Arriving in Brighton on the last leg of a victory lap around the UK following the critical acclaim to their long-awaited debut, You Say I’m Too Much, I Say You’re Not Enough, Estrons provoked absolute scenes at the Green Door Store. Like all of the best things in life, it is jagged, ragged and wild. Headlining a dream line-up alongside Lucia and Berries, it acts as the perfect gateway into the weekend.
Canadian Rose Cousins has the voice of an angel, so the Unitarian Church is the perfect venue for her. Her vocal fills the room as does her personality. Between songs she holds conversation comfortably about herself and her music. She also asks where she can get the best Full English breakfast in Brighton before inviting the audience to ask questions in return. Someone wants to know who inspires her musically? The reply is, not surprisingly, Patty Griffin and Joni Mitchell “and many others”. The likeness is uncanny due to Rose’s own emotional honesty and vulnerability and soaring use of melody – using piano, then guitar, then ukulele to accompany her traditional songwriting. Borrowing from the best of America’s folk/country sirens, she brings a reverence to the Unitarian Church but also a homeliness. She talks about her choice not to have kids and laughs at the delighted shouts that acknowledge this announcement, then encourages a backing choir from the crowd and graciously thanks tonight’s headliner by admiring his “strong head of hair”. Playing many tracks from her 2017 Grammy-nominated album Natural Conclusion, you can see her in her own show on 1st April next year at The Greys. It will be worth the wait.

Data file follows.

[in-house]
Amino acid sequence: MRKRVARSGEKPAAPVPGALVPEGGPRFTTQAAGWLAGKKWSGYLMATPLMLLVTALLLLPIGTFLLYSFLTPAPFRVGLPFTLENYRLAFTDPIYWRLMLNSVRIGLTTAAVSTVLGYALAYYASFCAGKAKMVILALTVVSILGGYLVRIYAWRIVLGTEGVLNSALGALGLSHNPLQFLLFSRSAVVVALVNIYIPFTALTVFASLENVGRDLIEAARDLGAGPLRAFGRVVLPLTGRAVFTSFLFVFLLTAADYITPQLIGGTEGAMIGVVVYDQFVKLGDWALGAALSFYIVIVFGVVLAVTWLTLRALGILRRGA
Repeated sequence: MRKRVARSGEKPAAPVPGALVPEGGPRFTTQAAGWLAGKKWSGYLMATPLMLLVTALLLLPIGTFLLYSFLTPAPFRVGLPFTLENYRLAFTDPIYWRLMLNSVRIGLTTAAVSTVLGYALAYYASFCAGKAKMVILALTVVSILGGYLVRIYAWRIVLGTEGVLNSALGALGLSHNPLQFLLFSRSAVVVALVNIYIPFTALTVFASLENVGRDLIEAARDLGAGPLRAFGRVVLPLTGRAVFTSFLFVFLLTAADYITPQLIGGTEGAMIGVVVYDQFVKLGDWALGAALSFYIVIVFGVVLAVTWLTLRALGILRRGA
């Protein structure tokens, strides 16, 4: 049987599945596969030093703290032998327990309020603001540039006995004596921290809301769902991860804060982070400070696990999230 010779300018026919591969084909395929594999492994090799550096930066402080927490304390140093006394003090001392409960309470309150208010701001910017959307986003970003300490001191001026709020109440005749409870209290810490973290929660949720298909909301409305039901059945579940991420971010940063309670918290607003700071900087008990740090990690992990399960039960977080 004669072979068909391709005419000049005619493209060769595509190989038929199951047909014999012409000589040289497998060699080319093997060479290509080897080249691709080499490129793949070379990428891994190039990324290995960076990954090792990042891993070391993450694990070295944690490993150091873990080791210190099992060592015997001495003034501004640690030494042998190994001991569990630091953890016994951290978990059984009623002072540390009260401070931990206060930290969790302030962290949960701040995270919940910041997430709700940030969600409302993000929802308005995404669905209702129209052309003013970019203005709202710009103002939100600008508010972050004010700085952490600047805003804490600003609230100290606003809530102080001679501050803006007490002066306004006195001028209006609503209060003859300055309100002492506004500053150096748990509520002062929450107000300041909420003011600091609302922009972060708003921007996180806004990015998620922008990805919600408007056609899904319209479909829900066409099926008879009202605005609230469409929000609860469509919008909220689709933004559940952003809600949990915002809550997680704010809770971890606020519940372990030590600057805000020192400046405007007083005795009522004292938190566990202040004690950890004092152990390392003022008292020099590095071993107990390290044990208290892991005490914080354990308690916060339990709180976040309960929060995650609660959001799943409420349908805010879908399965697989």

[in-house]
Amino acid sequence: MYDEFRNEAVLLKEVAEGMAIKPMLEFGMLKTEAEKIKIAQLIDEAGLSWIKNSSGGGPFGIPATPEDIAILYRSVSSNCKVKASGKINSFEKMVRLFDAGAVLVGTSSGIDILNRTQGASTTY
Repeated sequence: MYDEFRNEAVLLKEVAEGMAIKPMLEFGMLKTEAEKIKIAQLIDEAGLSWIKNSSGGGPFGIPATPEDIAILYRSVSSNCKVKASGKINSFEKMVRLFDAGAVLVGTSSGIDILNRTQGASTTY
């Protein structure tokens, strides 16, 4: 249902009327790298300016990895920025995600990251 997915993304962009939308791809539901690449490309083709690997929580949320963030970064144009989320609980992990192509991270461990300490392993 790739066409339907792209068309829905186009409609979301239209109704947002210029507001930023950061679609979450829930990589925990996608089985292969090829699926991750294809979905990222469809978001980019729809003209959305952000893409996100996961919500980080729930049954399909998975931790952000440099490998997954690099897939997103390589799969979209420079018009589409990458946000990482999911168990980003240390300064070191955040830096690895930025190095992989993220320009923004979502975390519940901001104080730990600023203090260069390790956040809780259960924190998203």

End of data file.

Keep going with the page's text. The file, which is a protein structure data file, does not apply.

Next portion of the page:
Just over a year ago, we witnessed a band at Komedia Studio Bar that truly captured the imaginations of teenage girls and drove them into a state of euphoria. It’s fitting, then, that a year on, a band that supported them on tour has accomplished exactly the same thing in exactly the same venue. The band is Uxbridge quartet Bloxx, who drove their majority teenage girl audience at Komedia Studio Bar into a state of despair with their dizzying take on garage rock, indie-rock and indie-pop. With an extremely dedicated crowd loving every minute and a ridiculously impressive set bursting with brilliant singles, Bloxx looked and sounded every bit the band of the moment.
There is hardly anyone in the room to watch opening act, Brighton-based duo, Instant Bin. With foundations firmly in punk-rock, they deliver a short, fast-paced set that seems to please the few people watching. Drummer, Liv, and bassist, Harry, seem sweet and what they lack in musical diversity they make up for with a natural ease with the audience that makes them memorable. Most of their songs are between one and two minutes long and, while they do seem a little under-rehearsed, the nature of what the band are doing means it doesn’t really matter that much. Tracks like ‘Eggshells’ and ‘Bin Day’ champion shouty vocals and chugging rhythm so if that’s your sort of thing, you could do worse than check out Instant Bin next time they play.